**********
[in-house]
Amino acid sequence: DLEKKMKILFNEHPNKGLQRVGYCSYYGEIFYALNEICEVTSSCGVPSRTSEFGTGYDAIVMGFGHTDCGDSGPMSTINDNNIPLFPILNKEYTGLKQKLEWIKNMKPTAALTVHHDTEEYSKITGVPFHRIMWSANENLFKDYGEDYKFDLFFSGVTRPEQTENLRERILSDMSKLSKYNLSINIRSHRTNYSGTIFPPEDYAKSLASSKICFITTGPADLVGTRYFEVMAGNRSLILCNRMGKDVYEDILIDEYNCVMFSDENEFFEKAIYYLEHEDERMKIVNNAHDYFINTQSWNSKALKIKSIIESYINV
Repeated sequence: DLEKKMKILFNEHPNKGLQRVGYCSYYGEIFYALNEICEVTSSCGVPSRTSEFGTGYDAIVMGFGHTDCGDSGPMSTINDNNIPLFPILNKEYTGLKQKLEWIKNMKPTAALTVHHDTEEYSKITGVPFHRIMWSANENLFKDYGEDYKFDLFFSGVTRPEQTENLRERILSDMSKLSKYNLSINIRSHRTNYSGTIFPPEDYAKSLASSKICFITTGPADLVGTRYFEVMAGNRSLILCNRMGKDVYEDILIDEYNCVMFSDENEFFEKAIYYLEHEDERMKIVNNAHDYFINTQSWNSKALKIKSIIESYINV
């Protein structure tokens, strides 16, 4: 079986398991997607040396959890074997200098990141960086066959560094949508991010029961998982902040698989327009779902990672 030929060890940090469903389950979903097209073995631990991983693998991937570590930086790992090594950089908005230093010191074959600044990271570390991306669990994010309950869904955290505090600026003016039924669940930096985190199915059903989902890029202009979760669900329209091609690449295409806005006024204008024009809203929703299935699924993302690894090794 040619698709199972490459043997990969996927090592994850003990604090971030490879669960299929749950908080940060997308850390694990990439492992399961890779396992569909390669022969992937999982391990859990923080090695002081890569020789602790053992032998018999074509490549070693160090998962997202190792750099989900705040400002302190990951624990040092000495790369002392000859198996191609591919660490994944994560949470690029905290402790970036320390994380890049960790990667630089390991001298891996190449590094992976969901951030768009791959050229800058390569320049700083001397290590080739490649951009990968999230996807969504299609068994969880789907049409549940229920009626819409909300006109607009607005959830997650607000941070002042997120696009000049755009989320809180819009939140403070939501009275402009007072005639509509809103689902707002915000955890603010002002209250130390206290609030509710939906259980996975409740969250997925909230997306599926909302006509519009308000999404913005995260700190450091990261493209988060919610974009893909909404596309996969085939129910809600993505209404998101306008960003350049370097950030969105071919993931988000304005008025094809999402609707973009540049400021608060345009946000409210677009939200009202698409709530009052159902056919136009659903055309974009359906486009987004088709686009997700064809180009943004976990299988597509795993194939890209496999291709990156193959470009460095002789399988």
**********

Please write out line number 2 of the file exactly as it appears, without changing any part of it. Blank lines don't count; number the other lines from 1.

Amino acid sequence: DLEKKMKILFNEHPNKGLQRVGYCSYYGEIFYALNEICEVTSSCGVPSRTSEFGTGYDAIVMGFGHTDCGDSGPMSTINDNNIPLFPILNKEYTGLKQKLEWIKNMKPTAALTVHHDTEEYSKITGVPFHRIMWSANENLFKDYGEDYKFDLFFSGVTRPEQTENLRERILSDMSKLSKYNLSINIRSHRTNYSGTIFPPEDYAKSLASSKICFITTGPADLVGTRYFEVMAGNRSLILCNRMGKDVYEDILIDEYNCVMFSDENEFFEKAIYYLEHEDERMKIVNNAHDYFINTQSWNSKALKIKSIIESYINV